Why I Still Use a Flip Phone

Why I Still Use a Flip Phone


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Part of I&T Today’s “Lighter Side” Series

To mark my 30th trip around the sun, I resolved to once and for all quit tobacco. Also: hunt down my credit score, own simultaneous pairs of brown shoes, and socialize.

My employment status (freelancing from my living room) and lifestyle (no comment) suit my disposition – remote. Many of my childhood hours were spent alone, and as an adult I want neither the commute nor the contrived cordiality of corporate careering. Work-life balance? My apartment’s amenities feature books, Rosetta Stone, and a chin-up bar. I just watched Donnie Darko, then had a banana, and did laundry. Made perfect sense to me.

Sure. I’m profoundly lonely.

So I called around and recently reconnected (drank) with an old buddy. Enjoyed some good laughs. As is the new normal, when his girlfriend came up in conversation, the next thing to do was to take out the phone and show her off. Battery waning, he asked if he could use my phone. No sweat. I drew my Samsung Gusto flip phone out of my pocket.

I may have smirked at him. I don’t remember. He called me a tool, to which I cocked my head. “You’re just doing it,” he explained (“it” meaning owning a flip phone, I guess) “to make a statement, and it’s boring.” “What statement?” I asked. “I don’t know,” he said, but you’re the writer. I’m sure it’s grand.

My Irish-Catholic parents had tried to raise me as they’d been raised (in the 1950s). They regulated and/or prohibited video games, music, television. The blockade on computers wasn’t lifted until 2004. Theirs, like many other old-fashioned parenting strategies, spawned an individual at once both impeccable and bizarre — I learned my letters, stayed fit, and appreciated interpersonal communication. But I was AWOL from AOL, MySpace, and Gen-Y in general.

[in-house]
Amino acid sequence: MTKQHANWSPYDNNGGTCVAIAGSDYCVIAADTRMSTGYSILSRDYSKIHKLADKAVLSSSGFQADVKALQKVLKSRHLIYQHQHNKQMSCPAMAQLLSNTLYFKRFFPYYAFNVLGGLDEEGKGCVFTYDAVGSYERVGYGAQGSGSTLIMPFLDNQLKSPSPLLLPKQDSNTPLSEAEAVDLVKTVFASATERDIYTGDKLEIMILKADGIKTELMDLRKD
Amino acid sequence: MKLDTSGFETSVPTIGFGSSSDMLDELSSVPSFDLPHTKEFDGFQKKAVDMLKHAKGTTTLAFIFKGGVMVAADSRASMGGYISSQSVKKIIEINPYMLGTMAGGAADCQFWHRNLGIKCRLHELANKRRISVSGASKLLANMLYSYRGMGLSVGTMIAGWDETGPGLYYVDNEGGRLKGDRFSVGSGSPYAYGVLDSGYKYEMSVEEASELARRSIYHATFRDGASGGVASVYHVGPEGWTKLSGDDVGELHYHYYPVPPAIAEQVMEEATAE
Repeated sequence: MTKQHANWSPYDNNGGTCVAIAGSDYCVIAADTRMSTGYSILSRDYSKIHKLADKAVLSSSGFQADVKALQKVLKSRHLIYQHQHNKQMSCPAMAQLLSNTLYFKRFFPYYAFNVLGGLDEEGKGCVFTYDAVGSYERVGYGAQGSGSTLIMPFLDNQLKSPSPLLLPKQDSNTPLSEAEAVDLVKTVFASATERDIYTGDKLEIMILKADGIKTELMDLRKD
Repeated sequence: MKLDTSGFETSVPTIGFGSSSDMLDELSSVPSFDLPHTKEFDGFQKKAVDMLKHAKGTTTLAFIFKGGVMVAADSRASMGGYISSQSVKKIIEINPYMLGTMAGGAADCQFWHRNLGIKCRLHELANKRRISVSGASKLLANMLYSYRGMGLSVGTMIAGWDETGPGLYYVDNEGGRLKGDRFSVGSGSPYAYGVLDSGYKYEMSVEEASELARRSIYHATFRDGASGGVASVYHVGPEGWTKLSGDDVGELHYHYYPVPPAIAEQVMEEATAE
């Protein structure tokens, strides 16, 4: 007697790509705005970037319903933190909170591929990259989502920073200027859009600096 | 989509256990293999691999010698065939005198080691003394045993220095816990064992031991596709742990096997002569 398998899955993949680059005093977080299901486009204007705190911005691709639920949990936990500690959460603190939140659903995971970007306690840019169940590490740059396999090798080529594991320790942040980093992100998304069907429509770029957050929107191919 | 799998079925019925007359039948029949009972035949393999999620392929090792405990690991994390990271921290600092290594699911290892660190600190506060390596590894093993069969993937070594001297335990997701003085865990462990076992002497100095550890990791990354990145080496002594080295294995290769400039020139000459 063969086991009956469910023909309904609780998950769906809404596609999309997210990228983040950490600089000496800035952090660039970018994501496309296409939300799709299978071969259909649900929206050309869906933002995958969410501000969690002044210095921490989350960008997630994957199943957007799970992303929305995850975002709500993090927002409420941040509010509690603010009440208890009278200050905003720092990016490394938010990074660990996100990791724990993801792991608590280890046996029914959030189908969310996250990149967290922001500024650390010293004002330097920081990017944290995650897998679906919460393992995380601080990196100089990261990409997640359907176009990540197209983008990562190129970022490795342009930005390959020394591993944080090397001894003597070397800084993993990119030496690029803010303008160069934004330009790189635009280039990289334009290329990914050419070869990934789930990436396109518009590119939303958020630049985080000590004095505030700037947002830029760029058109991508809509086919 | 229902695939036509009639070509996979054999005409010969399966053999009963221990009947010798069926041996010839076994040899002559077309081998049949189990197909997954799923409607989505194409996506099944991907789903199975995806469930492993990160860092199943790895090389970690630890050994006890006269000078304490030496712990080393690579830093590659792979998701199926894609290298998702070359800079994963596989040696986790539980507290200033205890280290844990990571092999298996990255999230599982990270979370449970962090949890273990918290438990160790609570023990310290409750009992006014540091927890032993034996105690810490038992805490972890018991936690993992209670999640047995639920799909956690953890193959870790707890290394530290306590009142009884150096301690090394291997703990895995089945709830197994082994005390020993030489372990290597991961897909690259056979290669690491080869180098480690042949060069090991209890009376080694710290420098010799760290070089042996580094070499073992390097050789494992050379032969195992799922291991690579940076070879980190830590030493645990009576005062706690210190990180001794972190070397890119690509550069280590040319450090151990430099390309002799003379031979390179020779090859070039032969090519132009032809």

In my senior year of prep school in Danvers, MA, I could count on one hand everyone I knew, including myself, without a phone. Friends by that point had long been addressing me as John Proctor, Arthur Miller’s pious protagonist in The Crucible whose real-life counterpart was hanged for witchcraft one town over in 1692.

Then, for my 18th birthday, my parents graced me with my very first cell phone. And, less than a month later, I was adjusting the settings on my very first girlfriend. I was like Lloyd Christmas in Dumb and Dumber discovering the moon landing.

So now I’m a millennial who, for the most part, doesn’t know Periscope from Pinstagram. Good,  right? Except I’m more akin to my 90 year-old grandmother than to my sister born five years after me. In preserving that old-school sociability so many experts believe social media has taken from us, I’d forsaken something else: society. Like the Giant Panda, rather than evolve, I’d prefer to eat bamboo alone and starve. I think that’s what’s going on here. Beyond the range of my comfort zone’s router, there awaits a hell of other people, and unsecured networks.

Well, that’s the last time I reconnect with old friends for a while. In the meantime, got a couple OKCupid dates in the pipeline. Don’t much care for the PC interface, but the app is just so impersonal, and I don’t meet many women at work.

Rob Mills

 

 

Rob Mills has made around $1,150 working as a writer in Boston.

Top photo courtesy of Julian Carvajal.


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